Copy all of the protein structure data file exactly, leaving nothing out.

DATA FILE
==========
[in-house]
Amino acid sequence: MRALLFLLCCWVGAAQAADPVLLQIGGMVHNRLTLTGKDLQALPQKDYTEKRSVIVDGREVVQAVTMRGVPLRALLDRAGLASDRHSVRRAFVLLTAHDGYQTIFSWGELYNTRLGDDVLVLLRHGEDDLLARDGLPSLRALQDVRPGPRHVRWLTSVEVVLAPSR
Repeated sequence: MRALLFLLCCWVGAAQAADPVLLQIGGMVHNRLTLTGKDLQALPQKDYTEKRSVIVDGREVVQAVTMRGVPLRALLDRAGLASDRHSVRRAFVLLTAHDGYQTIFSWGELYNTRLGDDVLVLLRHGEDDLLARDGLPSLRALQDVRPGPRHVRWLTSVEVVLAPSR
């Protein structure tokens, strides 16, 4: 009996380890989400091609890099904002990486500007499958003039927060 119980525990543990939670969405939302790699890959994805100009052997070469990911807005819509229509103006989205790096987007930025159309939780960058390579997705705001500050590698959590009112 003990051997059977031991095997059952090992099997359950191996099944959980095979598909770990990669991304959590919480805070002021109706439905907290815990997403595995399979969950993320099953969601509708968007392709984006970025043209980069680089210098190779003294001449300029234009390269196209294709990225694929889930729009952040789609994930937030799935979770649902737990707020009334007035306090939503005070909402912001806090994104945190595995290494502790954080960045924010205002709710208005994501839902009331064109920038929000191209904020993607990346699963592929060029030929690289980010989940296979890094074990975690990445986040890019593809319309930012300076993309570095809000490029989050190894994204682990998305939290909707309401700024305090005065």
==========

[in-house]
Amino acid sequence: MRALLFLLCCWVGAAQAADPVLLQIGGMVHNRLTLTGKDLQALPQKDYTEKRSVIVDGREVVQAVTMRGVPLRALLDRAGLASDRHSVRRAFVLLTAHDGYQTIFSWGELYNTRLGDDVLVLLRHGEDDLLARDGLPSLRALQDVRPGPRHVRWLTSVEVVLAPSR
Repeated sequence: MRALLFLLCCWVGAAQAADPVLLQIGGMVHNRLTLTGKDLQALPQKDYTEKRSVIVDGREVVQAVTMRGVPLRALLDRAGLASDRHSVRRAFVLLTAHDGYQTIFSWGELYNTRLGDDVLVLLRHGEDDLLARDGLPSLRALQDVRPGPRHVRWLTSVEVVLAPSR
């Protein structure tokens, strides 16, 4: 009996380890989400091609890099904002990486500007499958003039927060 119980525990543990939670969405939302790699890959994805100009052997070469990911807005819509229509103006989205790096987007930025159309939780960058390579997705705001500050590698959590009112 003990051997059977031991095997059952090992099997359950191996099944959980095979598909770990990669991304959590919480805070002021109706439905907290815990997403595995399979969950993320099953969601509708968007392709984006970025043209980069680089210098190779003294001449300029234009390269196209294709990225694929889930729009952040789609994930937030799935979770649902737990707020009334007035306090939503005070909402912001806090994104945190595995290494502790954080960045924010205002709710208005994501839902009331064109920038929000191209904020993607990346699963592929060029030929690289980010989940296979890094074990975690990445986040890019593809319309930012300076993309570095809000490029989050190894994204682990998305939290909707309401700024305090005065």